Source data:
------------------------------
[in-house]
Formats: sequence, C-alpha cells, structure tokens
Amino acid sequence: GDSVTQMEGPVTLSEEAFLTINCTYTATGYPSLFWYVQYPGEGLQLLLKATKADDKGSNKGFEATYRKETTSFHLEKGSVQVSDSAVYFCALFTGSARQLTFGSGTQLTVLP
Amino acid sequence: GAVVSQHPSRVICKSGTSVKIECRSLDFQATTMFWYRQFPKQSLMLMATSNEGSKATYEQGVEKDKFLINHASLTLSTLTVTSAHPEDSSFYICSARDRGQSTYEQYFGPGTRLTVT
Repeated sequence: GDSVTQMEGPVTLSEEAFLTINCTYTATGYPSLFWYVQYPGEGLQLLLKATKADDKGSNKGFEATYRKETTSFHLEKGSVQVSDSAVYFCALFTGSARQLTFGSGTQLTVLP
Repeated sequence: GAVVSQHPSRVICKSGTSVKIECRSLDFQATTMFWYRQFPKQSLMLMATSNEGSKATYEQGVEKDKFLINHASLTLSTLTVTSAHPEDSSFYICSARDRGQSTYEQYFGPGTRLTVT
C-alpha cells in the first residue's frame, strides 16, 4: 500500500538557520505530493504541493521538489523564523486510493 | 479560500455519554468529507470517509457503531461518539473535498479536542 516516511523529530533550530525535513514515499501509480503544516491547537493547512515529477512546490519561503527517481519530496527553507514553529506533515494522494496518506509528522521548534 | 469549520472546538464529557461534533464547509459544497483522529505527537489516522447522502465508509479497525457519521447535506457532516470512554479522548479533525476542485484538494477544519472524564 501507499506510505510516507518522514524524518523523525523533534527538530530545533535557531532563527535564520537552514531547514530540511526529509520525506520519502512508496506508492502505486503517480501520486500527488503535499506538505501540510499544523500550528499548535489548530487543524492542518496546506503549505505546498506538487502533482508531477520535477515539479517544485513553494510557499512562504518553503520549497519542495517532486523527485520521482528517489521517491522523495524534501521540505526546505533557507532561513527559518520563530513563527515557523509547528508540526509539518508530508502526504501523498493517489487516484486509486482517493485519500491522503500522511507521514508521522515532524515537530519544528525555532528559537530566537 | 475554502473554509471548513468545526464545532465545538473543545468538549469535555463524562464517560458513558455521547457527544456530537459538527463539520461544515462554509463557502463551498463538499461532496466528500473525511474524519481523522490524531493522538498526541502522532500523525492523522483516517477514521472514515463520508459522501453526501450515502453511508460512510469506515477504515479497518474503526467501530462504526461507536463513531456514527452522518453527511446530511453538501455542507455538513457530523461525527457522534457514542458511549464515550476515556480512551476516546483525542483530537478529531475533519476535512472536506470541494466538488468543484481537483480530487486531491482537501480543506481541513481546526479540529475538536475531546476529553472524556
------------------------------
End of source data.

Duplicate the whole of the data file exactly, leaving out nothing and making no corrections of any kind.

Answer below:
[in-house]
Formats: sequence, C-alpha cells, structure tokens
Amino acid sequence: GDSVTQMEGPVTLSEEAFLTINCTYTATGYPSLFWYVQYPGEGLQLLLKATKADDKGSNKGFEATYRKETTSFHLEKGSVQVSDSAVYFCALFTGSARQLTFGSGTQLTVLP
Amino acid sequence: GAVVSQHPSRVICKSGTSVKIECRSLDFQATTMFWYRQFPKQSLMLMATSNEGSKATYEQGVEKDKFLINHASLTLSTLTVTSAHPEDSSFYICSARDRGQSTYEQYFGPGTRLTVT
Repeated sequence: GDSVTQMEGPVTLSEEAFLTINCTYTATGYPSLFWYVQYPGEGLQLLLKATKADDKGSNKGFEATYRKETTSFHLEKGSVQVSDSAVYFCALFTGSARQLTFGSGTQLTVLP
Repeated sequence: GAVVSQHPSRVICKSGTSVKIECRSLDFQATTMFWYRQFPKQSLMLMATSNEGSKATYEQGVEKDKFLINHASLTLSTLTVTSAHPEDSSFYICSARDRGQSTYEQYFGPGTRLTVT
C-alpha cells in the first residue's frame, strides 16, 4: 500500500538557520505530493504541493521538489523564523486510493 | 479560500455519554468529507470517509457503531461518539473535498479536542 516516511523529530533550530525535513514515499501509480503544516491547537493547512515529477512546490519561503527517481519530496527553507514553529506533515494522494496518506509528522521548534 | 469549520472546538464529557461534533464547509459544497483522529505527537489516522447522502465508509479497525457519521447535506457532516470512554479522548479533525476542485484538494477544519472524564 501507499506510505510516507518522514524524518523523525523533534527538530530545533535557531532563527535564520537552514531547514530540511526529509520525506520519502512508496506508492502505486503517480501520486500527488503535499506538505501540510499544523500550528499548535489548530487543524492542518496546506503549505505546498506538487502533482508531477520535477515539479517544485513553494510557499512562504518553503520549497519542495517532486523527485520521482528517489521517491522523495524534501521540505526546505533557507532561513527559518520563530513563527515557523509547528508540526509539518508530508502526504501523498493517489487516484486509486482517493485519500491522503500522511507521514508521522515532524515537530519544528525555532528559537530566537 | 475554502473554509471548513468545526464545532465545538473543545468538549469535555463524562464517560458513558455521547457527544456530537459538527463539520461544515462554509463557502463551498463538499461532496466528500473525511474524519481523522490524531493522538498526541502522532500523525492523522483516517477514521472514515463520508459522501453526501450515502453511508460512510469506515477504515479497518474503526467501530462504526461507536463513531456514527452522518453527511446530511453538501455542507455538513457530523461525527457522534457514542458511549464515550476515556480512551476516546483525542483530537478529531475533519476535512472536506470541494466538488468543484481537483480530487486531491482537501480543506481541513481546526479540529475538536475531546476529553472524556